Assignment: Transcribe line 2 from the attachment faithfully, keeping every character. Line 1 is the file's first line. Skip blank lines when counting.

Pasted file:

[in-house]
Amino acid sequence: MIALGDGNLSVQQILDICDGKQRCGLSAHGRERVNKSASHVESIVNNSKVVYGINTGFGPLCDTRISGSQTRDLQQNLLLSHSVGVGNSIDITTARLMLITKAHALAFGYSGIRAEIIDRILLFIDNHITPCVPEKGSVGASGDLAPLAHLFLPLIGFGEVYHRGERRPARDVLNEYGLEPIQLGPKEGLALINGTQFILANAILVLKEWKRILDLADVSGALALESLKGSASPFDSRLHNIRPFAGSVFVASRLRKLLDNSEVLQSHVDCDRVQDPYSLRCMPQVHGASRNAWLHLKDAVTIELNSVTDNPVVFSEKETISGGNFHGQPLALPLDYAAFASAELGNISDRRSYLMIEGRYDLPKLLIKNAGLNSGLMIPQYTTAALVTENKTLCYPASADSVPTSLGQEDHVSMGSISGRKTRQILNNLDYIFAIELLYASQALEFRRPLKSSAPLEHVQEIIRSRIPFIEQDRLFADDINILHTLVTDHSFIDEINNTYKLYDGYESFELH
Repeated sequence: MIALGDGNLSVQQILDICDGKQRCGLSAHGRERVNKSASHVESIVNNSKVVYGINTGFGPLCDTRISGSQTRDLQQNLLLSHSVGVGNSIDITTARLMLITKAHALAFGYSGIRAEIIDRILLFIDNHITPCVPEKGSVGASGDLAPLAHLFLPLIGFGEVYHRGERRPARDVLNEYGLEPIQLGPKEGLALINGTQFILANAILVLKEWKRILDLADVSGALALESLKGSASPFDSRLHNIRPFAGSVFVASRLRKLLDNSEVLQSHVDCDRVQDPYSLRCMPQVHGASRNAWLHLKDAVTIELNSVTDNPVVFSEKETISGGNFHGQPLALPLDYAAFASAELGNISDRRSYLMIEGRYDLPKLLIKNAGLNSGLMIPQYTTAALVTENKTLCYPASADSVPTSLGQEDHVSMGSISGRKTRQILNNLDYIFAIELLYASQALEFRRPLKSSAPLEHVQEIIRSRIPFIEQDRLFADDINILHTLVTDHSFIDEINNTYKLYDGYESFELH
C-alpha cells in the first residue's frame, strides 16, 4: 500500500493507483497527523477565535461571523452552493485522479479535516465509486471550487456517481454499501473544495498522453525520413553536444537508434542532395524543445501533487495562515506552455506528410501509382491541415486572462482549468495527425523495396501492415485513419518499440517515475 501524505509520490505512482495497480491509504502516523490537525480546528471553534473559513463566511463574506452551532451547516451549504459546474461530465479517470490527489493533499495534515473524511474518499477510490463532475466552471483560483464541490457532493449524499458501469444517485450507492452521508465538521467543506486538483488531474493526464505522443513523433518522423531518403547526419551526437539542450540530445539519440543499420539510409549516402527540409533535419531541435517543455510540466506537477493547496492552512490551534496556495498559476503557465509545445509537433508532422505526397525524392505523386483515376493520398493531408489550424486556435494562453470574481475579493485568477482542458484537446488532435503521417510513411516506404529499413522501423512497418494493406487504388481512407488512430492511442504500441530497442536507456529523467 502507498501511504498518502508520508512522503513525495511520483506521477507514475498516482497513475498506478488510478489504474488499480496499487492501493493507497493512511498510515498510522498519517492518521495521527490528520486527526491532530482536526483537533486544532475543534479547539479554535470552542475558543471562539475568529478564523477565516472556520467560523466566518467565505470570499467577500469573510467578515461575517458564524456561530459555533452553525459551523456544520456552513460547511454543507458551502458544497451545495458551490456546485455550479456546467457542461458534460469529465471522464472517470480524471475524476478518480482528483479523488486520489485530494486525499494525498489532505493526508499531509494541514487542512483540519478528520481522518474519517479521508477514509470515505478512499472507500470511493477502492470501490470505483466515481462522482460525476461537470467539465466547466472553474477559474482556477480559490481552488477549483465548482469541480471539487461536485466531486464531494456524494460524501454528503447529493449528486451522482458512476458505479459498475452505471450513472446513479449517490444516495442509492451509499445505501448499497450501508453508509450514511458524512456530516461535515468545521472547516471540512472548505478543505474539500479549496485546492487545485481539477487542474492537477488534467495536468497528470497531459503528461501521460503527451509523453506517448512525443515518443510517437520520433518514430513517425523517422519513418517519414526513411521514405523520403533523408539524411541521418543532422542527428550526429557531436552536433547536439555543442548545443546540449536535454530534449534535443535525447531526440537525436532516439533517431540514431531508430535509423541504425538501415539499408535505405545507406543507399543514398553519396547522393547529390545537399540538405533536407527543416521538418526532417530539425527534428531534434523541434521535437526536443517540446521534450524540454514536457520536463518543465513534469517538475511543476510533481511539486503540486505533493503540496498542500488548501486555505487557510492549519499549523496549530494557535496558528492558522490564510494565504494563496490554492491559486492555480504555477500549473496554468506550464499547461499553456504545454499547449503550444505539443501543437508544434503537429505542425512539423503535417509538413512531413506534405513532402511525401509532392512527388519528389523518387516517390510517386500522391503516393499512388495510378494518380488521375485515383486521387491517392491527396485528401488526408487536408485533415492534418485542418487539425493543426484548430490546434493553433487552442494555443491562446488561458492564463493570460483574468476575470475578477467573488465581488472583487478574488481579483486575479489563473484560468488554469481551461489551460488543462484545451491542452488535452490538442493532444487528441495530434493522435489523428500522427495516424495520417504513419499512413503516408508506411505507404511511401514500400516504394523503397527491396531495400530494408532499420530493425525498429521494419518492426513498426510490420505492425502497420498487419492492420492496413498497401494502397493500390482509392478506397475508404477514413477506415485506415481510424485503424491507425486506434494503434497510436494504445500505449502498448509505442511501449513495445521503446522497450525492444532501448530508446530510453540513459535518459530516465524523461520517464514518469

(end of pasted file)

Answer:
Amino acid sequence: MIALGDGNLSVQQILDICDGKQRCGLSAHGRERVNKSASHVESIVNNSKVVYGINTGFGPLCDTRISGSQTRDLQQNLLLSHSVGVGNSIDITTARLMLITKAHALAFGYSGIRAEIIDRILLFIDNHITPCVPEKGSVGASGDLAPLAHLFLPLIGFGEVYHRGERRPARDVLNEYGLEPIQLGPKEGLALINGTQFILANAILVLKEWKRILDLADVSGALALESLKGSASPFDSRLHNIRPFAGSVFVASRLRKLLDNSEVLQSHVDCDRVQDPYSLRCMPQVHGASRNAWLHLKDAVTIELNSVTDNPVVFSEKETISGGNFHGQPLALPLDYAAFASAELGNISDRRSYLMIEGRYDLPKLLIKNAGLNSGLMIPQYTTAALVTENKTLCYPASADSVPTSLGQEDHVSMGSISGRKTRQILNNLDYIFAIELLYASQALEFRRPLKSSAPLEHVQEIIRSRIPFIEQDRLFADDINILHTLVTDHSFIDEINNTYKLYDGYESFELH